The closest thing to a self-portrait you’ll find of the late street photographer Edith Shelton is an accidental one.
While shooting a stone marker with the sun behind her, she accidentally caught her shadow in the picture. Fittingly, that image closes the Valentine museum’s new exhibit, “Edith Shelton’s Richmond.”
Shelton’s street photographs from the 1940s through the 1970s capture people in colorful clothing against ramshackle frame houses and vignettes — such as Nellie the horse, pulling Seay’s ice wagon. Certain neighborhoods attracted her more than others. Jackson Ward and Carver are represented most, followed by Shockoe Valley, a boon for historians because so many structures in those neighborhoods were lost at the hands of Interstate 95’s construction.
When Shelton died in 1989, her niece Constance Fisher became the guardian of her collection of 1,600 black and white photos and 3,000 Kodachrome slides, donating them to the Valentine in 1991. Accompanying the collection were shoe boxes stuffed with 3-by-5 index cards, one documenting each photograph with location, date taken and any specifics Shelton thought worth noting, and then filed by street names, some of which no longer exist.
It’s an astounding record of a forgotten Richmond that took five years to catalog before digitizing. And only once the images were seen in a larger format could the scope and talent of the collection be fully grasped. The question then became, what was Shelton’s intent in capturing and cataloging this urban history?
Like recently acknowledged street photographer and nanny Vivian Maier, Shelton spent almost as much time photographing as she did at her position as a University of Richmond cashier. “It was almost a second job for her,” says museum technician Laura Carr, curator of the exhibit. “She lived with her mom until she died in the ’50s, and Edith never had her own family. Maybe it was just a hobby.”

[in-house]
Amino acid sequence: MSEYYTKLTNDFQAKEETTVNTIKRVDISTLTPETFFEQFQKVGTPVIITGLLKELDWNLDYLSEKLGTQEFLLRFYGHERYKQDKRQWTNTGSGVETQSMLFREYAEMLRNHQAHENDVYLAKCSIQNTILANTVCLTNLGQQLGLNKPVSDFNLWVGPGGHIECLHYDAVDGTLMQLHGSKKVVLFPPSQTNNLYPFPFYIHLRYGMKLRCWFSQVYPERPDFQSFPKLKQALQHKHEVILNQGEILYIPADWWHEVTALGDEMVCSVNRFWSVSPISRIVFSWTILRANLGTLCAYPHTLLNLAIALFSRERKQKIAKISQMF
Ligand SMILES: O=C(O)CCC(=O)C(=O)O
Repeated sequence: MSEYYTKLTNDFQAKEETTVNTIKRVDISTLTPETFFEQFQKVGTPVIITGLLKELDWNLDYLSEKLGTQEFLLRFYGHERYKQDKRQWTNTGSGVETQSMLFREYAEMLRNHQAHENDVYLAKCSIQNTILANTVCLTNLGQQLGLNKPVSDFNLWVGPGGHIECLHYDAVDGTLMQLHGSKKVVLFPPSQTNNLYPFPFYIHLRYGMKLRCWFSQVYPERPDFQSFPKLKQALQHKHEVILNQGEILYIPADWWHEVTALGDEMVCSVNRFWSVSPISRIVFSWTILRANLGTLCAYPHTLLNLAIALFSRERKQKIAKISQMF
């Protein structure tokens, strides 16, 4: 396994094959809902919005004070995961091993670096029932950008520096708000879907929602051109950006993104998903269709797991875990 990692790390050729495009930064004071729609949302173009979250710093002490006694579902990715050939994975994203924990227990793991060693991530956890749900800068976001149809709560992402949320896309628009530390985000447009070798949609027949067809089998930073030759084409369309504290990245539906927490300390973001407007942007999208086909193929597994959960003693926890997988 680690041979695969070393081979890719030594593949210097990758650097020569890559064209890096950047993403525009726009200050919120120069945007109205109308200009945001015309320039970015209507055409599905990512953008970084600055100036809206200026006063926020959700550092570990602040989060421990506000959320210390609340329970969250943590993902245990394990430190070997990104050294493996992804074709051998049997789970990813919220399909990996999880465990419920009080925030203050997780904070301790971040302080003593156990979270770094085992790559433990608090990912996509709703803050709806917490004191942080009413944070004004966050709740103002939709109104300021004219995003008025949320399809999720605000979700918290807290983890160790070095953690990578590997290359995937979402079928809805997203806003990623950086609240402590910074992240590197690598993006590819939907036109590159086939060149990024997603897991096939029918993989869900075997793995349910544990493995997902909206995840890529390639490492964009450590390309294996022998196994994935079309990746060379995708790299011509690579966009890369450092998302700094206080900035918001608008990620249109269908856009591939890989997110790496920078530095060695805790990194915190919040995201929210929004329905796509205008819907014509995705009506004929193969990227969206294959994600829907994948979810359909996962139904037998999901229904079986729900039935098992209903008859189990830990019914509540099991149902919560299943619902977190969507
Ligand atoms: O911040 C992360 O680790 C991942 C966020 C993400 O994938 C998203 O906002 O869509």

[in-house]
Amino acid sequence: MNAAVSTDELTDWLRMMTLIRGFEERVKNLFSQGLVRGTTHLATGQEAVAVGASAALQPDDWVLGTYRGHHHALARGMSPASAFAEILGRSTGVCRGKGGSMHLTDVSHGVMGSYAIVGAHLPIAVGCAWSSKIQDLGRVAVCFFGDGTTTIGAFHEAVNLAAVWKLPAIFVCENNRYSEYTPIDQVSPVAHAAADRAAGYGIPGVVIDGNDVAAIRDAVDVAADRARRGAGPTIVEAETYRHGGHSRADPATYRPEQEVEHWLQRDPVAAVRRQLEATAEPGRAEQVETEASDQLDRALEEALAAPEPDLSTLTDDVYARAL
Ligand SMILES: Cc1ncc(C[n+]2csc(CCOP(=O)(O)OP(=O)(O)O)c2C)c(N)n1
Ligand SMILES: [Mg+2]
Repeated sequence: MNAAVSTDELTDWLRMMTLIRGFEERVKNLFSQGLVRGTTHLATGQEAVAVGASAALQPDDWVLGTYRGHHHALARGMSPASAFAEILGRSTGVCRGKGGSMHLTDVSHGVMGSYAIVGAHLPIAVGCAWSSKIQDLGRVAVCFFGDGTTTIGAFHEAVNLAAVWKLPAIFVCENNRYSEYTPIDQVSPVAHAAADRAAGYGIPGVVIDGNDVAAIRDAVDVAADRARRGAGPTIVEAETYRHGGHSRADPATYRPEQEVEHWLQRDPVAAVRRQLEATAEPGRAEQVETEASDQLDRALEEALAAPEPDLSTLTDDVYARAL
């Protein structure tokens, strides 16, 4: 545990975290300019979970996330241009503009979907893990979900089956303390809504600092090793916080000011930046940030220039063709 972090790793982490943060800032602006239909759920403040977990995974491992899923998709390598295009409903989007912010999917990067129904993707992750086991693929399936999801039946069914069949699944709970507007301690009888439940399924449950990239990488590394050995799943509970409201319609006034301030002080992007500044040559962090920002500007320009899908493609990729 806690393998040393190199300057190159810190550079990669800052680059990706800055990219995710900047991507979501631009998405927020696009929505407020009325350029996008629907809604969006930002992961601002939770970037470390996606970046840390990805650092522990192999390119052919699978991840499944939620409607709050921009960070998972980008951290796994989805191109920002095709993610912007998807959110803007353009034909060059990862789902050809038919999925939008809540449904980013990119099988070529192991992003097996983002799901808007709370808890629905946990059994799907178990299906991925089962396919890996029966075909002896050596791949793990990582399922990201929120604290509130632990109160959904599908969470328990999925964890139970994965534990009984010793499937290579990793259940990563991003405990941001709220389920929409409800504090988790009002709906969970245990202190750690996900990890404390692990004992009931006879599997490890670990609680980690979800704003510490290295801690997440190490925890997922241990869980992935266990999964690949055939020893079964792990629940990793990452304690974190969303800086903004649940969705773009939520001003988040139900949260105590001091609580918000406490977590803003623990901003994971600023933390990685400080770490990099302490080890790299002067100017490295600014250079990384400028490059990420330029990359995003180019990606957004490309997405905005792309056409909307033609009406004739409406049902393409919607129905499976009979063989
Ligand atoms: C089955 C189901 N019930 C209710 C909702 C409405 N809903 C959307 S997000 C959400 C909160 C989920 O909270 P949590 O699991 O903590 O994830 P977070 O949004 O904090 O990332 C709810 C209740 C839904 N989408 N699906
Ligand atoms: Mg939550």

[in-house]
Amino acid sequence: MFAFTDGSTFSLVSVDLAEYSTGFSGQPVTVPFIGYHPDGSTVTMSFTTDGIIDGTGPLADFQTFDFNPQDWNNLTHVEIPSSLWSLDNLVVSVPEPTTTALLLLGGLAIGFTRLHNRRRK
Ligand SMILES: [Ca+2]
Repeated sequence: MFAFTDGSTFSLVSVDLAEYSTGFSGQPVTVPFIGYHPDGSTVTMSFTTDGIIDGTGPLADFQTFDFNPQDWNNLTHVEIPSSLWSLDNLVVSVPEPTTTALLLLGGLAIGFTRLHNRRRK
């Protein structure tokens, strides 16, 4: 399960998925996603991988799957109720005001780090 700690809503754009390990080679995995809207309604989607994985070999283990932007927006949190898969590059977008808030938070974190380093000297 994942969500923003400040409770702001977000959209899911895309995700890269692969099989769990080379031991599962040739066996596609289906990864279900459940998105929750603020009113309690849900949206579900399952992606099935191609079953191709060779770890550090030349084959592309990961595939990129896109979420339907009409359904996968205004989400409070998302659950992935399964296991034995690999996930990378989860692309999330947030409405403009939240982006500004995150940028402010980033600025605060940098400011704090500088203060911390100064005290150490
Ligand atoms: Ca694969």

In a Richmond Times-Dispatch article written shortly after her death, Fisher recalls her aunt as someone who “loved Richmond — alleys, cobblestones, manhole covers. She was always having adventures … in her mind, anyway.”
A loner and avid walker who often wore an unfashionable red knit cap on her treks across the city, she relished reading, conversation and was given to quoting her favorite author, Beatrix Potter. As she got older, she banned newspapers and TV from her home.
“She lived in her own little world and had a wonderful time,” her niece recalled.
For the museum’s staff, discovering this treasure trove documenting old Richmond feels a bit like an archeological find. As museum director Bill Martin says, “Edith Shelton really is our very own Vivian Maier.”
See “Edith Shelton’s Richmond” through May 8 at the Valentine museum at 1015 E. Clay St. Information at 649-0711 or thevalentine.org.
302 E. Jackson St. in Jackson Ward
Now the site of Virginia Biotechnology Research Park.
700 block of East Baker Street in Jackson Ward
Ice deliveryman George Seay and his horse Nellie.
14 W. Duval St. in Jackson Ward
Easter Sunday at Sixth Mount Zion Baptist Church.
1212 E. Cary St. in Shockoe Slip
Now the site of Kai nightclub.
718 W. Cary St. in the Fan District
Now the site of the Virginia Commonwealth University Gladding Residence Center.
2-4 E. Grace St. in Monroe Ward
Now the site of Chez Foushee restaurant.
00 block of North 17th Street in Shockoe Bottom
1428 Coalter St. in Mosby
Now the site of Mosby Court public housing.
31st and P streets in Church Hill
Sixth Street Market, 300 N. Sixth St.
800 W. Moore St. in Carver
Now the site of interstates 64 and 95.
216-218 S. First St. in Monroe Ward
Now the site of the Downtown Expressway.
754 N. Ninth St. in French Garden Hill
Now the site of the Virginia Commonwealth University Larrick Student Center.
Arch and Second streets in Gamble’s Hill
At the foot of Gamble’s Hill, now the site of Gamble’s Hill Park.